a blog about Kilt and her kids plus Trouble our JRT mascot.

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Sequim, Washington, United States

Thursday, July 3, 2014

Elk Heights Trail

Definitely a reason they named our private road Elk Heights Trail.  Three elk strolled by today on their way some where.  You can see the daisies are about done for the season and the deep green is fading to a light green.  The elk's antlers are less "velvety" than last month and their coats are changing color.  Someone asked me how to tell their age from their points.  Here is a little info I found on line below.

All dogs done with their Doxycycline tomorrow.  My house, outside, the kennels, the RV, etc.  all smell like Clorox :0)  Looking forward to traveling to hurricane Ridge tomorrow to view the fireworks. View (not hear).  Hopefully a zillion other people don't have the same idea .  We'll see.  I have my camera batteries all charged up.  I hope I can get some nice photos since it is a National Park.  I hope you and yours all have a fabulous 4th of July.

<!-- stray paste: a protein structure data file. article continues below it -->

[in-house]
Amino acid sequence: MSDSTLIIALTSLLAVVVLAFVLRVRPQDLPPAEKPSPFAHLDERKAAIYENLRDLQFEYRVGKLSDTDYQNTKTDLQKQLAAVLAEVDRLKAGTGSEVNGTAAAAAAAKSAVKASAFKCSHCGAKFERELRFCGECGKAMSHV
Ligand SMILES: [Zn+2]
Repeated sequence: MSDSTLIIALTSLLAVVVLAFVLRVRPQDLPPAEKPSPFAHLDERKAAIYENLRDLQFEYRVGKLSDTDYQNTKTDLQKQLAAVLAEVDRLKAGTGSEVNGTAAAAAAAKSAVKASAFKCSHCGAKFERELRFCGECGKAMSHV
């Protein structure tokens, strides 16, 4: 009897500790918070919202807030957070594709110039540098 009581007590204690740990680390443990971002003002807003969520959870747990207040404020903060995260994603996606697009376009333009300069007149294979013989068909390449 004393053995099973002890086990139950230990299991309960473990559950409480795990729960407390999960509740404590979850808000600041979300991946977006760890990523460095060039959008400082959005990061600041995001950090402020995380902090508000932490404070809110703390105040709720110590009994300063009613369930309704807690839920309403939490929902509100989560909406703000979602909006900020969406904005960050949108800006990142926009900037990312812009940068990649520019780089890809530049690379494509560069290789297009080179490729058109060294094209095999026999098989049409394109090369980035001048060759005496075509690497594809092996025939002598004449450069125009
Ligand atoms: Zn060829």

Counting Points—Most mature bull elk are 6x6s. An elk’s first antlers are usually spikes. In good habitat, a bull may have a 5-point rack as a 2-1/2-year-old and then a small six-point rack as a 3-1/2-year-old. Its best antlers, however, usually come at age 9-1/2 to 12-1/2, so remember that not every 6x6 is a trophy. Instantly identifying a six-point bull is not difficult. The fourth point, sometimes called the dagger point, is normally the longest point and most distinctive feature of an elk rack. If the main beam goes straight back from the dagger you’re almost certainly looking at a five-point antler. If there’s another point rising upward behind the dagger, perhaps making a horizontal “Y,” then you’re looking at a six-point antler."



1 comment:

Karen said...

You have certainly got some awesome shots of the elk. Has that one got something a bit weird going on with one of the points of it's right antler?